As I mentioned, I have just recently bought a house and put all of my stuff in the house or adjacent to the house. People keep asking me about the house. I'm always tempted to respond, "it's gonna be great... once I change everything." It's not that the house is bad. The house is entirely serviceable and serves its housely functions admirably for the house it is. I'm telling you, though, I have plans for this place. It's gonna be so great and so amazing and so perfect. When I'm done replacing everything. I mean, everything is possible.
Thing about my grand goals is that there is no way that I can make them all happen at once. I don't have the time or the money or the will to make it all happen right this moment. What I can do is plan, do what I can right now, set the stage for the future. For instance, after I paint and put out the room-sized carpet, I'll feel a lot better and be able to move in. Even that, though, is a temporary solution, because I'm going to have to move everything out to put in the wood floors later. I'm getting new appliances, but I might have to get different things when I remodel the kitchen. Each step, though, each step, even if it seems slightly off direction, is a step toward the goal, toward the Great House which I've got my target on.
The same happens in our organizations. We have great plans for our programs, our institutions, even our organizational culture. It's impossible to take it all out and put in a new one. We work with what we've got, and there are always limitations. But one step at a time we make changes to ourselves, our plans, and the circumstances. I see three main things that I, personally, have to focus on to keep my heart happy and my eyes on the prize.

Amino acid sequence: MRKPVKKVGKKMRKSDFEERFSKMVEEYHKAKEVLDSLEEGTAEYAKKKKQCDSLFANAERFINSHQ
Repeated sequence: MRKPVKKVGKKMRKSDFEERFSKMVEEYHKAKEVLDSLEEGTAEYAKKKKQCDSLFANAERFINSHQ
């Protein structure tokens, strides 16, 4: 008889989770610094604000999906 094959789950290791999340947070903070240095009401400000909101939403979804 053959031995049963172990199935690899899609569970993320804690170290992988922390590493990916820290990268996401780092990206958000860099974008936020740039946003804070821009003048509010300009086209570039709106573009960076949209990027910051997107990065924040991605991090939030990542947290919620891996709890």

1) know your capacity
Part of what we have to do to live with what we've got right now is what Erin talked about, knowing what we can and can't do and setting the stage for success where we're able. I (probably) can't fix everything in my house. I really don't want to spend a week in my crawlspace changing the plumbing. But I can make my goals clear to a plumber. I can also talk to the strategic planning committee about what I think would work best for our organization, and let them do the rest.
2) do what you can; track progress
Just because you can't do everything now doesn't mean you can't do anything. It is essential to keep moving forward with intent. Even if you keep running (sometimes literally) into walls. Take small steps. When things go exactly like you'd planned they'd go in the ideal library, shout for joy and tell the world. When I finish the new deck you know I'm having a big big party. Look at what we've done, how far we've come. More to go, but much has been done.
3) be patient
Things. Take. Time.
You can't do everything. You are one person. You have to sleep.
I remind myself constantly to be patient with, well, everything.
People take time, thinking takes time, changing takes time. Figure out how to work on it in a way that builds, but also builds capacity for more change. Figure out how to reward yourself or your organization for the progress you've made. Know that you can only do so much, and that that is okay. Because if you fail trying to do too much, you're further behind than when you started and heartbroken too. So do what you can. And take a deep breath.
I found myself staring at the piles of things in my garage for who knows how long the other day. I have almost no idea how I'm going to get to the house I see in my mind from what exists in reality. I know that I will get there, though, because I mean to. It will take a while, but it is starting now, and I get to be here to watch it happen.